ISLAMABAD: The joint investigation team (JIT) probing allegations of money laundering against Prime Minister Nawaz Sharif and his family submitted its inquiry report on the Panamagate case to the Supreme Court on Monday.
The report consists of the statements of PM Nawaz; Punjab Chief Minister Shahbaz Sharif; the PM’s children Hussain, Hassan and Maryam Nawaz Sharif; son-in-law retired Captain Mohammad Safdar; PM’s cousin Tariq Shafi; friend Javed Kayani and Finance Minister Ishaq Dar, who is the father-in-law of the PM’s younger daughter, among other evidence.
The case hinges on two parallel money trails for the Sharif family’s apartments in London’s upscale Park Lane neighbourhood: one based on the Rehman Malik investigation, and the other provided by Hussain Nawaz to the apex court.
The Rehman Malik investigation of 1998 connected the purchase of the London properties with alleged money laundering.
Malik said that he had, during his time as an FIA official, compiled a report about decades ago on alleged money laundering by Prime Minister Nawaz Sharif and his family members.
The second money trail – a ‘forced confession’ of Finance Minister Ishaq Dar in the Hudaibiya Paper Mills case – is also being used to establish a case against the Sharif family.
Dar had claimed after his appearance at the JIT’s headquarters at the Federal Judicial Academy last month that the statement submitted before a magistrate on April 25, 2000 was not ‘written by his hand’.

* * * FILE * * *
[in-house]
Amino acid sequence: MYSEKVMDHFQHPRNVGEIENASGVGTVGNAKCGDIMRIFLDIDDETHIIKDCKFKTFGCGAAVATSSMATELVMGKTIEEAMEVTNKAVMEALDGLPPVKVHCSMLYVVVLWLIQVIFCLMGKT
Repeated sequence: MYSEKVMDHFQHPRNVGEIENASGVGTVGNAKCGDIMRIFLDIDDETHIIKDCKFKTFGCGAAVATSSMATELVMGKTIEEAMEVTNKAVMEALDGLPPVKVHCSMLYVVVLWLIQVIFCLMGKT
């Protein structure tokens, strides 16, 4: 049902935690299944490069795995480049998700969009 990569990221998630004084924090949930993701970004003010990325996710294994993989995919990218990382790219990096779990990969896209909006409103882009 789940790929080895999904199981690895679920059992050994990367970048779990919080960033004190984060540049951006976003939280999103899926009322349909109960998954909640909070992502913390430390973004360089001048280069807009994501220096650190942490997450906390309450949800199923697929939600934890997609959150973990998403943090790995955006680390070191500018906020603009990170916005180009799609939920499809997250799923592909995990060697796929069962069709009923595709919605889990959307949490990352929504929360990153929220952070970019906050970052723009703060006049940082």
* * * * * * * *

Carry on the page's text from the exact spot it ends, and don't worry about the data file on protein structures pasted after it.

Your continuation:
The statement had alleged that Sharif brothers used the Hudaibiya Paper Mills as a cover for money laundering during the late 1990s.
This was why the JIT summoned almost all important characters named in both the Rehman Malik report and Dar’s ‘confession’.
The JIT did not record the statement of former Qatari premier Sheikh Hamad bin Jassim bin Jaber Al-Thani, who submitted two letters to the SC during the Panamagate case, which sought to explain the Sharif family’s businesses in Qatar.
Therefore, it is being assumed that the JIT will not consider the money trail provided by Hussain Nawaz, who was summoned by the JIT six times and examined for around 30 hours in all. The leadership of the ruling PML-N is visibly unhappy with this development, and makes no secret of its disdain for the report.
Top PML-N leaders had made it clear during a press conference last week that the ruling party would not accept the findings of the JIT if the statements of the former Qatari prime minister were not made part of the report.